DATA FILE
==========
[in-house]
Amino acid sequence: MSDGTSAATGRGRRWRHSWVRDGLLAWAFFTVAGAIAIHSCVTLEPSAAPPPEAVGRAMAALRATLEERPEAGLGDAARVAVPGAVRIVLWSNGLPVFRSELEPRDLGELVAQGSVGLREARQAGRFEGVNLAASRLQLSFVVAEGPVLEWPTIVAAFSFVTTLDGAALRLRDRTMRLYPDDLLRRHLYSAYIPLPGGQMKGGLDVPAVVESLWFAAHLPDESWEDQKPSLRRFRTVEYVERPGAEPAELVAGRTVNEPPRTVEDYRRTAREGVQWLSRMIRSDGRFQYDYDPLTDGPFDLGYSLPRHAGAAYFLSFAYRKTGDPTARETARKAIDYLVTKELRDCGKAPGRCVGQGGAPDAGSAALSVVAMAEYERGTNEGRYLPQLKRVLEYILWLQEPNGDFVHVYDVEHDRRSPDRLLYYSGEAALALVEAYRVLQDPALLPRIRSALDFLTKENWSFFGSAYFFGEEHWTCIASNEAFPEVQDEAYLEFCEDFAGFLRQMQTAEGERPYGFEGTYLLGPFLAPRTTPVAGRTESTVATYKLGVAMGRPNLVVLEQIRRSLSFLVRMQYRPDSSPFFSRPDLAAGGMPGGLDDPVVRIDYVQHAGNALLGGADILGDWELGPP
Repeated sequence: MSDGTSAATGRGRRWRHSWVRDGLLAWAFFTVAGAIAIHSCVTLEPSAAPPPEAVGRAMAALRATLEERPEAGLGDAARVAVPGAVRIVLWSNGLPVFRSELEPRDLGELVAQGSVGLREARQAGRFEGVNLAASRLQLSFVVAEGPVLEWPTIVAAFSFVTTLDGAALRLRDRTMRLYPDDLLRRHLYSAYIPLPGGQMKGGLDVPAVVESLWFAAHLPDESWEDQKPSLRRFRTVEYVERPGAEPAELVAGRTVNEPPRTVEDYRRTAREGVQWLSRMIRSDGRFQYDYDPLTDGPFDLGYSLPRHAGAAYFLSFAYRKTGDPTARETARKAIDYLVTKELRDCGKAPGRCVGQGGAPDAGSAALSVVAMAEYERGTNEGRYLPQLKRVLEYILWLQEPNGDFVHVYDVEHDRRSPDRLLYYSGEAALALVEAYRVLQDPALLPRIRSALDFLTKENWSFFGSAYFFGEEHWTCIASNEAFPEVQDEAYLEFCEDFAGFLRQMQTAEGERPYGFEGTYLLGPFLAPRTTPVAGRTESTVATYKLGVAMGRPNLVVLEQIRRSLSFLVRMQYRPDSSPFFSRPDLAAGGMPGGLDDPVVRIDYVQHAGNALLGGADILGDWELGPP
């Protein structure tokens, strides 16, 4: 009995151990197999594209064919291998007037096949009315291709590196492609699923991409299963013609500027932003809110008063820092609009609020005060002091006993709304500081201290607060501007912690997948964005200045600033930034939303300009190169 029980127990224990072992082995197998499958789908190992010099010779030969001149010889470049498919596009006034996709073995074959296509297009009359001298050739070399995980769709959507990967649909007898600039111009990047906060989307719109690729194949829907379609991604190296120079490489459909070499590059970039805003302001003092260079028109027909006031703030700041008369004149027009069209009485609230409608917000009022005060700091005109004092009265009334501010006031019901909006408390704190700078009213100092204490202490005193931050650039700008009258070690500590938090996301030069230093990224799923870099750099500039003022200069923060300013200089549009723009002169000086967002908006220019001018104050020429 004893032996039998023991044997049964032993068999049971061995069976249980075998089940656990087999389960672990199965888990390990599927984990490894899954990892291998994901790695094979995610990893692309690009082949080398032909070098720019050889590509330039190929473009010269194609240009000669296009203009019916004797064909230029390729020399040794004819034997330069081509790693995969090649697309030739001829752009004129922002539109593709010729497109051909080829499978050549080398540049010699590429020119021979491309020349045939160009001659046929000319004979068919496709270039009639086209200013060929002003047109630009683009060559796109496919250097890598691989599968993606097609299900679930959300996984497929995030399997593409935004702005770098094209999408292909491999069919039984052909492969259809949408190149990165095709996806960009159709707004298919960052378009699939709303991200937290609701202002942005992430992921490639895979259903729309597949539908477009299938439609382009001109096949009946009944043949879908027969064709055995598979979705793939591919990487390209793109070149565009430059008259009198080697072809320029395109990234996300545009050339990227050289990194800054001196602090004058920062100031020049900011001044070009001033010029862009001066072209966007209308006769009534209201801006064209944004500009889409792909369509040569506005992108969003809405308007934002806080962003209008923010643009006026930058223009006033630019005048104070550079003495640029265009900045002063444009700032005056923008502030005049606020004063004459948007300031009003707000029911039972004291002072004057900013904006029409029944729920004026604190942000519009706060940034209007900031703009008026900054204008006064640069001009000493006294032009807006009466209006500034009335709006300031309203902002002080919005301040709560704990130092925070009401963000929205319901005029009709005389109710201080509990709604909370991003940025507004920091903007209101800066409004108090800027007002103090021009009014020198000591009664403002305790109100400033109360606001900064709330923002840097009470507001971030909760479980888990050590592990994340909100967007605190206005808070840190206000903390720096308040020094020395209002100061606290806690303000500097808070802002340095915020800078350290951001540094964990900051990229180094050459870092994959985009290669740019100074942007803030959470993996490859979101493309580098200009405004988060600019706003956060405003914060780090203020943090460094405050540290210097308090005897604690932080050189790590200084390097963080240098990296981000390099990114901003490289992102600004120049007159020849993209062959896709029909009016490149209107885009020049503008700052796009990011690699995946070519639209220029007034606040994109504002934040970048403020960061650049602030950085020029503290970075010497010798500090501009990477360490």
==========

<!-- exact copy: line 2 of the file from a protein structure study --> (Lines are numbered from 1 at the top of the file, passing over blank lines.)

Amino acid sequence: MSDGTSAATGRGRRWRHSWVRDGLLAWAFFTVAGAIAIHSCVTLEPSAAPPPEAVGRAMAALRATLEERPEAGLGDAARVAVPGAVRIVLWSNGLPVFRSELEPRDLGELVAQGSVGLREARQAGRFEGVNLAASRLQLSFVVAEGPVLEWPTIVAAFSFVTTLDGAALRLRDRTMRLYPDDLLRRHLYSAYIPLPGGQMKGGLDVPAVVESLWFAAHLPDESWEDQKPSLRRFRTVEYVERPGAEPAELVAGRTVNEPPRTVEDYRRTAREGVQWLSRMIRSDGRFQYDYDPLTDGPFDLGYSLPRHAGAAYFLSFAYRKTGDPTARETARKAIDYLVTKELRDCGKAPGRCVGQGGAPDAGSAALSVVAMAEYERGTNEGRYLPQLKRVLEYILWLQEPNGDFVHVYDVEHDRRSPDRLLYYSGEAALALVEAYRVLQDPALLPRIRSALDFLTKENWSFFGSAYFFGEEHWTCIASNEAFPEVQDEAYLEFCEDFAGFLRQMQTAEGERPYGFEGTYLLGPFLAPRTTPVAGRTESTVATYKLGVAMGRPNLVVLEQIRRSLSFLVRMQYRPDSSPFFSRPDLAAGGMPGGLDDPVVRIDYVQHAGNALLGGADILGDWELGPP